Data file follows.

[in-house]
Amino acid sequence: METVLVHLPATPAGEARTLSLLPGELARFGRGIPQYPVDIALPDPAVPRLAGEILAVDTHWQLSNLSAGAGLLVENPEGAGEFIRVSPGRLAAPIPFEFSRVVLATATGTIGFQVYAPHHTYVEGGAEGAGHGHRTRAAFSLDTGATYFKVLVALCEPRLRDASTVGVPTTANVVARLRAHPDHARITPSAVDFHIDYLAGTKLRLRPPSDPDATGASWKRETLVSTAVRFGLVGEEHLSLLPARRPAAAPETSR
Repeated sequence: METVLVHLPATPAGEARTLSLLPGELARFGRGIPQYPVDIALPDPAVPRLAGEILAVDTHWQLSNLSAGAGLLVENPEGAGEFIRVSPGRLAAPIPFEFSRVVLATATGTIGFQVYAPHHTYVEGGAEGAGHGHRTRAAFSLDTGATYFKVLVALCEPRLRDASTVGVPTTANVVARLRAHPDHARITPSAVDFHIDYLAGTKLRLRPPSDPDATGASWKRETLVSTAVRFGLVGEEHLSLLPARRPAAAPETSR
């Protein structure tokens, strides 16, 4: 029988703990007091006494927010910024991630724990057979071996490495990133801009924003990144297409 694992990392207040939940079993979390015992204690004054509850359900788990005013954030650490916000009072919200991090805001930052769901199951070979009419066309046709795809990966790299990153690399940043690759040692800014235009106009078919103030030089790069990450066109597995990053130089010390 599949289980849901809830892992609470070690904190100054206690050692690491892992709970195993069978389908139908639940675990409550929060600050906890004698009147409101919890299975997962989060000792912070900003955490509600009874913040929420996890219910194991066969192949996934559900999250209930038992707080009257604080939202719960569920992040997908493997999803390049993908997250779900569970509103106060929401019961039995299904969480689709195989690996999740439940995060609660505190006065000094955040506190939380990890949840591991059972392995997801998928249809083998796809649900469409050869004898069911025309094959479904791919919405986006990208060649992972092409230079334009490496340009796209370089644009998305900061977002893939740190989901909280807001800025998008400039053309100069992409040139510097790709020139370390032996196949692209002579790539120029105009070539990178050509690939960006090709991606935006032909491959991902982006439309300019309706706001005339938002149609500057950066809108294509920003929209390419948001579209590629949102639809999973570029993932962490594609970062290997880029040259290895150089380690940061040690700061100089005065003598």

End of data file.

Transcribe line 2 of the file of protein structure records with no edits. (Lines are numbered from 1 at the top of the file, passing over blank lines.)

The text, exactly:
Amino acid sequence: METVLVHLPATPAGEARTLSLLPGELARFGRGIPQYPVDIALPDPAVPRLAGEILAVDTHWQLSNLSAGAGLLVENPEGAGEFIRVSPGRLAAPIPFEFSRVVLATATGTIGFQVYAPHHTYVEGGAEGAGHGHRTRAAFSLDTGATYFKVLVALCEPRLRDASTVGVPTTANVVARLRAHPDHARITPSAVDFHIDYLAGTKLRLRPPSDPDATGASWKRETLVSTAVRFGLVGEEHLSLLPARRPAAAPETSR